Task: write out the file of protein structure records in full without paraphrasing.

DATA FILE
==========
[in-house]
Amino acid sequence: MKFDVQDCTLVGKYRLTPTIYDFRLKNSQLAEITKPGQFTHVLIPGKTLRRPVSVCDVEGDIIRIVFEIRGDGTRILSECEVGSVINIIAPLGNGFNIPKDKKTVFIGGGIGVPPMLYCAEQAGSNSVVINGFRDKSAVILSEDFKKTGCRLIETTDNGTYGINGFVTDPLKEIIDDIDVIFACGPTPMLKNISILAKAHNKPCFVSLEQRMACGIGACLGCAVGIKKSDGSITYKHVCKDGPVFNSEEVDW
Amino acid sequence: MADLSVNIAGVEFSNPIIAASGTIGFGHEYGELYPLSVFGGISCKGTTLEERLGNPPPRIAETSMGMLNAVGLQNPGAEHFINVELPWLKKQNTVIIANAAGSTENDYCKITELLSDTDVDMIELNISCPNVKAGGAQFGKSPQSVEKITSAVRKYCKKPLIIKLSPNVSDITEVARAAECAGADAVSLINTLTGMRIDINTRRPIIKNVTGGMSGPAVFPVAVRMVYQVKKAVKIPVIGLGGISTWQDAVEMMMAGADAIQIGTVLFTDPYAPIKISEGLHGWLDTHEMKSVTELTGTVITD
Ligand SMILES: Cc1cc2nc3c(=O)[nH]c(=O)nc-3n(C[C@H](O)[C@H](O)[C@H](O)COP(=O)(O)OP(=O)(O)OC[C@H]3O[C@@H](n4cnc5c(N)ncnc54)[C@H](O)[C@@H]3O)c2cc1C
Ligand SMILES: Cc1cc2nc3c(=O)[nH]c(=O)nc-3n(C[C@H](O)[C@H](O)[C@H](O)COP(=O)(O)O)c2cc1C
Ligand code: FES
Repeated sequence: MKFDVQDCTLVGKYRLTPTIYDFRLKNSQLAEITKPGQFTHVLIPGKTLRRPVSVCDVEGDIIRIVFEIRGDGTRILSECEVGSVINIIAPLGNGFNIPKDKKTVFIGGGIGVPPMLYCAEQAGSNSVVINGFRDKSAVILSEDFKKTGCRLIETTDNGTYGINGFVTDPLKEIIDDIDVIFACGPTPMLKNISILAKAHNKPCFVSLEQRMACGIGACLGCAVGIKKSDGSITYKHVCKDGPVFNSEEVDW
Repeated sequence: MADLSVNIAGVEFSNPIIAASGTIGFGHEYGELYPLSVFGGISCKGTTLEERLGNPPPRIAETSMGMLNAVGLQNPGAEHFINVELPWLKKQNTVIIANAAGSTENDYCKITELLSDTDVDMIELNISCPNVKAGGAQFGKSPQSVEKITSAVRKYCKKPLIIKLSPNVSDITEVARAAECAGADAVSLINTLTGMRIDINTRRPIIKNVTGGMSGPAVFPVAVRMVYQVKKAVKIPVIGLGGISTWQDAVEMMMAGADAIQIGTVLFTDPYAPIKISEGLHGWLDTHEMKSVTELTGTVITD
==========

[in-house]
Amino acid sequence: MKFDVQDCTLVGKYRLTPTIYDFRLKNSQLAEITKPGQFTHVLIPGKTLRRPVSVCDVEGDIIRIVFEIRGDGTRILSECEVGSVINIIAPLGNGFNIPKDKKTVFIGGGIGVPPMLYCAEQAGSNSVVINGFRDKSAVILSEDFKKTGCRLIETTDNGTYGINGFVTDPLKEIIDDIDVIFACGPTPMLKNISILAKAHNKPCFVSLEQRMACGIGACLGCAVGIKKSDGSITYKHVCKDGPVFNSEEVDW
Amino acid sequence: MADLSVNIAGVEFSNPIIAASGTIGFGHEYGELYPLSVFGGISCKGTTLEERLGNPPPRIAETSMGMLNAVGLQNPGAEHFINVELPWLKKQNTVIIANAAGSTENDYCKITELLSDTDVDMIELNISCPNVKAGGAQFGKSPQSVEKITSAVRKYCKKPLIIKLSPNVSDITEVARAAECAGADAVSLINTLTGMRIDINTRRPIIKNVTGGMSGPAVFPVAVRMVYQVKKAVKIPVIGLGGISTWQDAVEMMMAGADAIQIGTVLFTDPYAPIKISEGLHGWLDTHEMKSVTELTGTVITD
Ligand SMILES: Cc1cc2nc3c(=O)[nH]c(=O)nc-3n(C[C@H](O)[C@H](O)[C@H](O)COP(=O)(O)OP(=O)(O)OC[C@H]3O[C@@H](n4cnc5c(N)ncnc54)[C@H](O)[C@@H]3O)c2cc1C
Ligand SMILES: Cc1cc2nc3c(=O)[nH]c(=O)nc-3n(C[C@H](O)[C@H](O)[C@H](O)COP(=O)(O)O)c2cc1C
Ligand code: FES
Repeated sequence: MKFDVQDCTLVGKYRLTPTIYDFRLKNSQLAEITKPGQFTHVLIPGKTLRRPVSVCDVEGDIIRIVFEIRGDGTRILSECEVGSVINIIAPLGNGFNIPKDKKTVFIGGGIGVPPMLYCAEQAGSNSVVINGFRDKSAVILSEDFKKTGCRLIETTDNGTYGINGFVTDPLKEIIDDIDVIFACGPTPMLKNISILAKAHNKPCFVSLEQRMACGIGACLGCAVGIKKSDGSITYKHVCKDGPVFNSEEVDW
Repeated sequence: MADLSVNIAGVEFSNPIIAASGTIGFGHEYGELYPLSVFGGISCKGTTLEERLGNPPPRIAETSMGMLNAVGLQNPGAEHFINVELPWLKKQNTVIIANAAGSTENDYCKITELLSDTDVDMIELNISCPNVKAGGAQFGKSPQSVEKITSAVRKYCKKPLIIKLSPNVSDITEVARAAECAGADAVSLINTLTGMRIDINTRRPIIKNVTGGMSGPAVFPVAVRMVYQVKKAVKIPVIGLGGISTWQDAVEMMMAGADAIQIGTVLFTDPYAPIKISEGLHGWLDTHEMKSVTELTGTVITD